2015-07-02 / Front Page

Free clinic to close

Introduction of the Affordable Care Act will close Biddeford Free Clinic in fall
By Ben Meiklejohn Staff Writer

BIDDEFORD – After 22 years of providing health care to local residents, the Biddeford Free Clinic will shut its doors to patients this fall.

Dr. Francis J. Kleeman, who founded the clinic and is the organization’s president, said Sept. 30 will be the last day patients can meet with doctors.

“For the past year and a half, the number of patients we’ve been seeing has been going down, down, down, for several reasons,” Kleeman said. “Our numbers now are such that it doesn’t seem sensible to keep the clinic open for a relatively low number of people. So now our concern is to make sure the patients we have now, make sure they have health care.”

Kleeman said there are between 150 and 200 patients that will be affected. At its peak, the clinic saw five patients a night, three nights a week, and filled 30 to 50 prescriptions each night, Kleeman said. In time, the clinic scaled down and was open only two nights a week.

Now, Kleeman said, the clinic is open one night a week and serves five to six patients each night, and filling an average of 15 to 20 non-narcotic prescriptions.

Kleeman said the closure is a good thing because it means people now have access to health care.

“I’m happy about it for number of reasons,” Kleeman said. “I’m happy that we finally have a system (the Affordable Care Act) that may not be perfect, but does provide health care to most people in the country. Second, the clinic has done its work and done a very good job.

“And third, I’m getting old.”

Executive Director Joan Gordon said, “It’s very much bittersweet in the sense that the time has come for the clinic to close because of the reduced number of uninsured patients.”

Kleeman said most of the clinic’s patients will be referred to Southern Maine Health Care, which is now taking higher numbers of uninsured patients. Some of the Sanfordarea patients will be reallocated to Nasson Health Care in Springvale.

Kleeman said volunteers have been notifying patients about available options. Many of the clinic’s patients have become eligible for health insurance through the Affordable Care Act since it passed, and others have turned 65 and now qualify for Medicaid, he added.

“The fact that we were able to get so many people on the Affordable Care Act is a testament to our volunteers,” Gordon said. “Robin Bibber and Celyn Reed are the two navigators for York County Community Action who worked tirelessly with our patients, so the number of people who were able to get on the Affordable Care Act with insurance (was greater).”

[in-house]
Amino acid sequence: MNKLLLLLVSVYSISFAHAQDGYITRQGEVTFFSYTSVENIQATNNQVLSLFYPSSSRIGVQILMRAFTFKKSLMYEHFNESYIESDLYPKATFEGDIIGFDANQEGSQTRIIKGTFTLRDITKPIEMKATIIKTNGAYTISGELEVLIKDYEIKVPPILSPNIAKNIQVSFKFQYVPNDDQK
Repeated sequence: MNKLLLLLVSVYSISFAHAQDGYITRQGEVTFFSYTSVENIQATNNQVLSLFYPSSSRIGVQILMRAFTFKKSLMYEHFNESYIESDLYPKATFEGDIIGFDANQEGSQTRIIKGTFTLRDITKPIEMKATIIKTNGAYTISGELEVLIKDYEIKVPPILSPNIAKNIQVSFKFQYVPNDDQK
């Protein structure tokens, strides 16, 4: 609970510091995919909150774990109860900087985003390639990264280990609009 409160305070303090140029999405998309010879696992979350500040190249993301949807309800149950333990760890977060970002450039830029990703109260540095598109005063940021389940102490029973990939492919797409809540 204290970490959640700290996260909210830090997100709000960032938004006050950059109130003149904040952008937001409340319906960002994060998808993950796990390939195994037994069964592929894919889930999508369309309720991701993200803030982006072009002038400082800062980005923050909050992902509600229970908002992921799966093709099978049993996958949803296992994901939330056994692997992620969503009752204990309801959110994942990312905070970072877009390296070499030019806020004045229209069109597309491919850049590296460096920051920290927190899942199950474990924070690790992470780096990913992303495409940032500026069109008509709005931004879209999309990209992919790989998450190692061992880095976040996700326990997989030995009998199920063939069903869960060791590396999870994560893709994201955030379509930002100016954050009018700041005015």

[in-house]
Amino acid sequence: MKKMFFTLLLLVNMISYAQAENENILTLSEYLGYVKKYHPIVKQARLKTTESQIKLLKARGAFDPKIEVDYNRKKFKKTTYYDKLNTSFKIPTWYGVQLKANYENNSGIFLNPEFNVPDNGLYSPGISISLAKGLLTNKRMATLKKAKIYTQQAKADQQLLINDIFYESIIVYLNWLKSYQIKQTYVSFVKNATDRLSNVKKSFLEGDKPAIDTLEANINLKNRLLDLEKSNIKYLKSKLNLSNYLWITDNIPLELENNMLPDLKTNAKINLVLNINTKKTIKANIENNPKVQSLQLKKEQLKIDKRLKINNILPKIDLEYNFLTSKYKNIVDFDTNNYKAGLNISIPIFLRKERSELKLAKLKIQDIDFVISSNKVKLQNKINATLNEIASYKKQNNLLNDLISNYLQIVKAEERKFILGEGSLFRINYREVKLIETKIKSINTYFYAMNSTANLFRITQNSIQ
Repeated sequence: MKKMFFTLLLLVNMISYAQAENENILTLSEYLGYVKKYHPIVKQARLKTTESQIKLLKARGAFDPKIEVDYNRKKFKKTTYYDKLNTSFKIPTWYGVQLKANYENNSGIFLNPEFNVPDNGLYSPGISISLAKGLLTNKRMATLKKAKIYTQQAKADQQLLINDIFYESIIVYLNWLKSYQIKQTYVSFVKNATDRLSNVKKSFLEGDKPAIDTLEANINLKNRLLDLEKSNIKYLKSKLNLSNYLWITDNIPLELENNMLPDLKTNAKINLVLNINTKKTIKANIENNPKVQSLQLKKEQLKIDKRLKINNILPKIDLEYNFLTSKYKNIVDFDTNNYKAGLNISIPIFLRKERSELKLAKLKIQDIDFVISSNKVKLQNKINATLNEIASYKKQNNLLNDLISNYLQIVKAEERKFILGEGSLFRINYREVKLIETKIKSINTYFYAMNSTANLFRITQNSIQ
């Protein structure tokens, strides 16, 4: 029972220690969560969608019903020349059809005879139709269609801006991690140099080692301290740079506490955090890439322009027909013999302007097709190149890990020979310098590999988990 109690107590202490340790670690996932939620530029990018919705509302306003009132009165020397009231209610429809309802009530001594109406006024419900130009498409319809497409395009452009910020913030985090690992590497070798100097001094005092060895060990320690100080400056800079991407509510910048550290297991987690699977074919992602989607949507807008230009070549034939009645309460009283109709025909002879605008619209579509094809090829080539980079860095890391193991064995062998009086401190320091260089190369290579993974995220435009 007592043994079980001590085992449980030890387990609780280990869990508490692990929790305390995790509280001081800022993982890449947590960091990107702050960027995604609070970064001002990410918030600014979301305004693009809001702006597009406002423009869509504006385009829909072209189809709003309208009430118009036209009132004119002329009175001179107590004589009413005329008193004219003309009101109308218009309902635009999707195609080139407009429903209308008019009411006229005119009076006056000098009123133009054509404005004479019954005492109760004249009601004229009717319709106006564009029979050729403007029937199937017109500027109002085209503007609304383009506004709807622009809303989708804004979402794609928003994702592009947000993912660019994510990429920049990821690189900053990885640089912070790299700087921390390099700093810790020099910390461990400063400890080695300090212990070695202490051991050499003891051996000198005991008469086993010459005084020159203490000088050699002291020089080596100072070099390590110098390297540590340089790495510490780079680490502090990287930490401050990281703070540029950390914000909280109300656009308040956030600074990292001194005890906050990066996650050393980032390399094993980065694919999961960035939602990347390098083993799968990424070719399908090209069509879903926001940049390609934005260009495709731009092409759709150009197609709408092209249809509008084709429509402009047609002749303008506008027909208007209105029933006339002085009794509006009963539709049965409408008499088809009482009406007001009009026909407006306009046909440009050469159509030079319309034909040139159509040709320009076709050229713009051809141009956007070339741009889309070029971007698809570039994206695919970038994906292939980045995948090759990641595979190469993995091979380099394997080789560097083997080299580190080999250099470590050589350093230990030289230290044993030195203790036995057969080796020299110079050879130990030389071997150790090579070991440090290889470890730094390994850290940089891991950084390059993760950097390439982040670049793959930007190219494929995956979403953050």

Gordon said another volunteer, Michelle Fecteau, coordinated six volunteers who were second-year medical students to call more 300 patients and apprise them of their opportunities to obtain health insurance through the Affordable Care Act.

“So along the way, we had many volunteers who helped us accomplish this goal,” Gordon said. “The heart and soul of the Biddeford Free Clinic is mainly the volunteers. I don’t think the clinic could have survived if it didn’t have the dedication of people who worked so hard.”

In addition to the community volunteers and doctors and dentists who volunteered their time over the years, Kleeman said the clinic also owes its success to financial supporters and the city of Biddeford.

“It was a huge help for the city of Biddeford giving us that space for 22 years free of charge,” Kleeman said.

The clinic is housed in the city’s J. Richard Martin Community Center on Alfred Street.

Kleeman said that changes in health care will benefit patients because they will have a primary doctor they can see regularly, as opposed to meeting with whichever doctor happens to be volunteering.

Clinic patients come from all across York County, according to Kleeman, with the largest number from Biddeford. Many people from Arundel, Kennebunk, Kennebunkport, Saco and Sanford are also served.

Although the clinic will stop serving patients after Sept. 30, Kleeman said the two employees – Executive Director Joan Gordon and Information Technology Director Mel Cannella – will continue working for several months to tie up loose odds and ends.

When the Courier interviewed Kleeman about the clinic last year, he said the ultimate goal would be closing the doors because everyone would be insured and there would no need for the free services.

“Personally, it’s been an honor and a privilege to work with people and to see how very hard they have worked to improve their own health,” said Gordon. “I’m comfortable with the closing. I think the time has come for us to close.

“This has been a remarkable experience for me to have worked for Dr. Kleeman. He’s a champion and advocate for humanity. There isn’t anything he has asked of us that he wouldn’t do himself, but it’s time to move on and we’re grateful to have provided these services.”

“It is, indeed, a good thing,” Kleeman said of the clinic’s closure.

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